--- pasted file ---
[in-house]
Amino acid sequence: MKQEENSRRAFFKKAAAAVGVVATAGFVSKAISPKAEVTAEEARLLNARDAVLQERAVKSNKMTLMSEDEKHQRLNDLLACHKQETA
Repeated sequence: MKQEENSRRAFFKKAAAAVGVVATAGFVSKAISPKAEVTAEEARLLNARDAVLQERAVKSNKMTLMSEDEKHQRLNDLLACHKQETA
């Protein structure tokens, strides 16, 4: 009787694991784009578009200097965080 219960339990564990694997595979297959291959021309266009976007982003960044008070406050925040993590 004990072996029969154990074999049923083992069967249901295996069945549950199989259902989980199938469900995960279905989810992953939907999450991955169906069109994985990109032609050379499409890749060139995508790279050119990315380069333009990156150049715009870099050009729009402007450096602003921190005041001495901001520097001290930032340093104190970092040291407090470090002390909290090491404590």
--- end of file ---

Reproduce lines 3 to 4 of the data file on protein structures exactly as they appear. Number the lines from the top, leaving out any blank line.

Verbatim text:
Repeated sequence: MKQEENSRRAFFKKAAAAVGVVATAGFVSKAISPKAEVTAEEARLLNARDAVLQERAVKSNKMTLMSEDEKHQRLNDLLACHKQETA
């Protein structure tokens, strides 16, 4: 009787694991784009578009200097965080 219960339990564990694997595979297959291959021309266009976007982003960044008070406050925040993590 004990072996029969154990074999049923083992069967249901295996069945549950199989259902989980199938469900995960279905989810992953939907999450991955169906069109994985990109032609050379499409890749060139995508790279050119990315380069333009990156150049715009870099050009729009402007450096602003921190005041001495901001520097001290930032340093104190970092040291407090470090002390909290090491404590």